The final White Pencil went to Matthew La Croix from the School of Communication Arts, London, for his response to the Penguin brief. His project identified an opportunity for Penguin to create safe spaces for the LGBT+ community in the metaverse, so he created reading rooms dedicated to queer literature and classic books. By doing so, he aims to connect new audiences to amazing books for the first time and give them the chance to interact with each other.
Rebecca Wright, president of D&AD, commented: "D&AD is committed to nurturing the next generation of creative minds by bridging the gap between creative education and the creative industries and improving routes of access to the industry for young and emerging creatives. New Blood is a great example of that work in practice. Just last month, a winning brief from last year was commercially released by Kraft Heinz, for example.
"Having witnessed 181 winning pieces of work, chosen by 168 judges from over 5000 entrants and sent in from 57 countries, I am excited that the next generation of creative talent is pushing the boundaries when it comes to applying creativity to live briefs and to addressing the big issues of our times. The fact that we awarded four coveted White Pencils this year is evidence of this, and it has been a joy and a privilege to see this ambitious creativity first-hand."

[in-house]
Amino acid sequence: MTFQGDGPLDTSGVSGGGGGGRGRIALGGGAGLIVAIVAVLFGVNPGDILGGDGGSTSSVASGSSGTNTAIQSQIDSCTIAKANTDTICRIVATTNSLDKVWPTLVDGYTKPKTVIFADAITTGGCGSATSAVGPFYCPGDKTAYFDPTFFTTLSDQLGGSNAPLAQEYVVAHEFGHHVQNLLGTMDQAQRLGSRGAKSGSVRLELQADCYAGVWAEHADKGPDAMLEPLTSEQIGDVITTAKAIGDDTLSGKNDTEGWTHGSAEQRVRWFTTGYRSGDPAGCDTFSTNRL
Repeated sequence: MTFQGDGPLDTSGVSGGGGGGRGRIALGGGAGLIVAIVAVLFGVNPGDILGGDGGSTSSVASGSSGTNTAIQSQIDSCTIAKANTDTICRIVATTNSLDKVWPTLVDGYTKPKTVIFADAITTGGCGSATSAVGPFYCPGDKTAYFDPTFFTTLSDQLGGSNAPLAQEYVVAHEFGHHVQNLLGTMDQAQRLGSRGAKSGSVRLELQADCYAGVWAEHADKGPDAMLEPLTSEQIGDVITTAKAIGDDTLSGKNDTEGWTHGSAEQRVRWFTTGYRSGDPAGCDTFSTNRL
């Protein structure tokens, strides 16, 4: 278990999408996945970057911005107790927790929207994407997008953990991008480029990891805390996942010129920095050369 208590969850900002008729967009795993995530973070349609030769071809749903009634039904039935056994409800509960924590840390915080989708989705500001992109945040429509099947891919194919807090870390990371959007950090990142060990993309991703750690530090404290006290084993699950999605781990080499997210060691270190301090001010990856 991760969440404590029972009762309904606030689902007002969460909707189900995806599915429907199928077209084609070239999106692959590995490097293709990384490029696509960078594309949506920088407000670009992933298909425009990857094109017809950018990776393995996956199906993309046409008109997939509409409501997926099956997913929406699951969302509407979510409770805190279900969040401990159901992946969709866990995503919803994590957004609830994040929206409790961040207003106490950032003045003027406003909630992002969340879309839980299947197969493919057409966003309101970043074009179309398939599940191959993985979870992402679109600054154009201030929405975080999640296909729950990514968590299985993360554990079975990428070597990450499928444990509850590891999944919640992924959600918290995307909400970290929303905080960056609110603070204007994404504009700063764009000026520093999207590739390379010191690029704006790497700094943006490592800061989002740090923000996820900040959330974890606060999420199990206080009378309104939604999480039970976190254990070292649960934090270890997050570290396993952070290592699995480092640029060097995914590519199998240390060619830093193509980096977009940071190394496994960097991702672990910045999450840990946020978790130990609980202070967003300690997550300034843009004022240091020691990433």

Paul Drake, foundations director at D&AD, said: "Creative thinking has the potential to unlock a more sustainable future. D&AD is dedicated to nurturing and celebrating innovative ideas that make a positive impact on the planet, so we are delighted to have been able to award four White Pencils this year – two of which addressed the climate emergency. It was wonderful to celebrate these incredible works alongside our other winners at our digital ceremony this afternoon, and we hope those that joined were inspired by what they witnessed.
"I'd also like to thank everyone who joined our digital festival this week, including our amazing speakers. We hope the programme has invigorated those entering the industry, providing them with insights and the practical tools to forge ahead."
Besides dishing out Pencils to the worthy winners, this year's New Blood Festival gave aspiring creatives the chance to attend inspirational talks and get hands-on experience with practical tools. Graduate shows and portfolio showcases also allowed emerging talent to share their work and network with like-minded individuals.
And even though it was a virtual event, five in-person portfolio events were hosted by industry agencies in London, São Paolo, Berlin, Edinburgh and Liverpool, as well as 400 online 1:1 portfolio reviews taking place across the Festival week. To learn more about the winners and everything that went down at this year's festival, head to the D&AD site.